If the horse is not at all bothered by the girth massage, then we progress by pulling the girth up around the horse and gently pulling it tight (just with our hands) and releasing, with many repetitions, with increasing pressure. Gradually we start pulling down on the saddle at the same time we pull up on the girth, always with a release in between. If the horse has come this far with no adverse reaction, we will proceed to actually fasten the girth. At this point we want the girth just tight enough to hold the saddle in place (it is extremely critical at this stage that the saddle does not slip under the horses belly), but not so tight that it will cause the horse discomfort. The next step is to get the horse desensitized to the feel of the tightened saddle and girth while he is moving. We’ll do this by moving the horse one step at a time, stopping and praising the horse with each step and allowing him to relax and accept the new stimulus and gradually work toward the horse moving relaxed and steady. This is the process we go through to desensitize a young horse to the feel of the girth if he does not show serious signs of sensitivity.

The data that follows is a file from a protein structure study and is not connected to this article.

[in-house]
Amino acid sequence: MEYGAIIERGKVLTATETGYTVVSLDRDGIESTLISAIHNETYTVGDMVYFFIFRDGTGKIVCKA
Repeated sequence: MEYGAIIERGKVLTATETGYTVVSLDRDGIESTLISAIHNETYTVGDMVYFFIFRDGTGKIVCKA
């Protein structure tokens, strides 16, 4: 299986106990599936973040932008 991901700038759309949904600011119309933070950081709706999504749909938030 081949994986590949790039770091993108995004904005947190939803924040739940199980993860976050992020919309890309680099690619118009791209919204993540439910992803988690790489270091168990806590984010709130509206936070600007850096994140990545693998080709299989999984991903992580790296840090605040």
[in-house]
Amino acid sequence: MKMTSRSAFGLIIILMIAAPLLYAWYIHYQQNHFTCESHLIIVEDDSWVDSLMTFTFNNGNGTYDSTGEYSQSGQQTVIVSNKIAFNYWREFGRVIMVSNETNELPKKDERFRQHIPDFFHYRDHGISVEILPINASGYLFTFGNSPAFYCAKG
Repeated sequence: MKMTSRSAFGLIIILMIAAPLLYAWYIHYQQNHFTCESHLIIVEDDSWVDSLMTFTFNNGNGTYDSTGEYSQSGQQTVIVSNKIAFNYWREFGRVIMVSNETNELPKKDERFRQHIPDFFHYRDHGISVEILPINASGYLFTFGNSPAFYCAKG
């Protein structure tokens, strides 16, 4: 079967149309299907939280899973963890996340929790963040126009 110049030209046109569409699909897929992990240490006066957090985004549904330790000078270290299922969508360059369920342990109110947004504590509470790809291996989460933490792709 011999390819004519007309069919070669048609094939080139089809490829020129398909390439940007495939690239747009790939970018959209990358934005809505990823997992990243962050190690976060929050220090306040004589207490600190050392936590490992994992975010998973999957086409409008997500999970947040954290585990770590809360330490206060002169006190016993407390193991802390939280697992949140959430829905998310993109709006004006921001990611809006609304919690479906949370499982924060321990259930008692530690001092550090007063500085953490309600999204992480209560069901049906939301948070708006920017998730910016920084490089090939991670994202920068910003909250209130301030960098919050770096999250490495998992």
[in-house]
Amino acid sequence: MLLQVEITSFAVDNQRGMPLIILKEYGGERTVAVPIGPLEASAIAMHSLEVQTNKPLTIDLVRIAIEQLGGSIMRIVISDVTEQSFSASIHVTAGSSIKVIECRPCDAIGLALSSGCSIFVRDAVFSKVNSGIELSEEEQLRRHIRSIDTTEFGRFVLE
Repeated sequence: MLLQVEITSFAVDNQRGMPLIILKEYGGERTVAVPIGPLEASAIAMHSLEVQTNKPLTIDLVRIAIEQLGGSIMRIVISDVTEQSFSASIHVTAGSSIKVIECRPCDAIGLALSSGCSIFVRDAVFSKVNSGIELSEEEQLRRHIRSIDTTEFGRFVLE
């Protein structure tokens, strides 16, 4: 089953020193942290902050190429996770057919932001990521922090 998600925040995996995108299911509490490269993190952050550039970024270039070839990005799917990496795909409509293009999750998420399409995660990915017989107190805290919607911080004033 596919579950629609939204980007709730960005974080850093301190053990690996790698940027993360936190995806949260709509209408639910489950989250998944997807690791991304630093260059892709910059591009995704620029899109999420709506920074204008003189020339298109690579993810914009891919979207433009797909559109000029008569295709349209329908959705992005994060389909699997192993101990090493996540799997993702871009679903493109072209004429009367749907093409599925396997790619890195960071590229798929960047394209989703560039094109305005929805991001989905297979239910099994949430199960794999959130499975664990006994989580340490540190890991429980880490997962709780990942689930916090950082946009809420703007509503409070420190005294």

If at any time, the horse shows a negative response to pressure at the girth area (tensing, raising head, pinning ears), we slow down and stay at that stage until he is ready to move forward. If he shows discomfort at the first stage of desensitization when massaging the girth area, we will continue gently massaging and watching the horse for an adverse reaction. During this time, whenever the horse relaxes and indicates that he accepts this pressure, we stop massaging and step away from him just for a moment, to reward the correct response. We will use the technique of “advance and retreat” (see article on my website) advancing only as far as you can until the horse tenses, then holding that ground until the horse relaxes and accepts the pressure and then retreating (momentarily releasing the pressure or walking away from the horse) as a reward. However long it takes for the horse to accept the pressure to his girth area is how long we will spend to assure that he is adequately desensitized before fully saddling the horse.